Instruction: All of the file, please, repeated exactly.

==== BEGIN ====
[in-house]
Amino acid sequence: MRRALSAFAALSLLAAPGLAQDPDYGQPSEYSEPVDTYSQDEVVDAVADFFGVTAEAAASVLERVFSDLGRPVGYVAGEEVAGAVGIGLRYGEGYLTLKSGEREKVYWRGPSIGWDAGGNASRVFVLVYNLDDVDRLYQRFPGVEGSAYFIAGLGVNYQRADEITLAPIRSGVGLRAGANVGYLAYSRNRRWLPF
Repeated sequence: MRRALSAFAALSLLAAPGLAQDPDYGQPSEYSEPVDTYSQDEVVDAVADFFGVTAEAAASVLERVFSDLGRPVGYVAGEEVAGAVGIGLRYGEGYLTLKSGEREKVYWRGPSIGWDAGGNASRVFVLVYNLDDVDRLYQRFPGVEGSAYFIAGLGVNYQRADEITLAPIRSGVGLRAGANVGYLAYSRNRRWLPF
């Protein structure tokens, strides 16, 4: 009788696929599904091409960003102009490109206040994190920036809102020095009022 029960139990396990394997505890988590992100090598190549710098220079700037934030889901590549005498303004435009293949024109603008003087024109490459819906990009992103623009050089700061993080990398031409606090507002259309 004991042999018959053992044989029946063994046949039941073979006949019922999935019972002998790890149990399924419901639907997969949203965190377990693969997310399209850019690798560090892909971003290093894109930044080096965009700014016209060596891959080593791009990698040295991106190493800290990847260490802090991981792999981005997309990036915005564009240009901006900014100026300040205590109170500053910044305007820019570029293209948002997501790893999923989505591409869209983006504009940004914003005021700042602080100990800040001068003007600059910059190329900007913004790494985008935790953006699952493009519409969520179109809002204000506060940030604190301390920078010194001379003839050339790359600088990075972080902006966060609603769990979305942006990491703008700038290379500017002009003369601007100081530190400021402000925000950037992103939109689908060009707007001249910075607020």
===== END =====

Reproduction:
[in-house]
Amino acid sequence: MRRALSAFAALSLLAAPGLAQDPDYGQPSEYSEPVDTYSQDEVVDAVADFFGVTAEAAASVLERVFSDLGRPVGYVAGEEVAGAVGIGLRYGEGYLTLKSGEREKVYWRGPSIGWDAGGNASRVFVLVYNLDDVDRLYQRFPGVEGSAYFIAGLGVNYQRADEITLAPIRSGVGLRAGANVGYLAYSRNRRWLPF
Repeated sequence: MRRALSAFAALSLLAAPGLAQDPDYGQPSEYSEPVDTYSQDEVVDAVADFFGVTAEAAASVLERVFSDLGRPVGYVAGEEVAGAVGIGLRYGEGYLTLKSGEREKVYWRGPSIGWDAGGNASRVFVLVYNLDDVDRLYQRFPGVEGSAYFIAGLGVNYQRADEITLAPIRSGVGLRAGANVGYLAYSRNRRWLPF
């Protein structure tokens, strides 16, 4: 009788696929599904091409960003102009490109206040994190920036809102020095009022 029960139990396990394997505890988590992100090598190549710098220079700037934030889901590549005498303004435009293949024109603008003087024109490459819906990009992103623009050089700061993080990398031409606090507002259309 004991042999018959053992044989029946063994046949039941073979006949019922999935019972002998790890149990399924419901639907997969949203965190377990693969997310399209850019690798560090892909971003290093894109930044080096965009700014016209060596891959080593791009990698040295991106190493800290990847260490802090991981792999981005997309990036915005564009240009901006900014100026300040205590109170500053910044305007820019570029293209948002997501790893999923989505591409869209983006504009940004914003005021700042602080100990800040001068003007600059910059190329900007913004790494985008935790953006699952493009519409969520179109809002204000506060940030604190301390920078010194001379003839050339790359600088990075972080902006966060609603769990979305942006990491703008700038290379500017002009003369601007100081530190400021402000925000950037992103939109689908060009707007001249910075607020």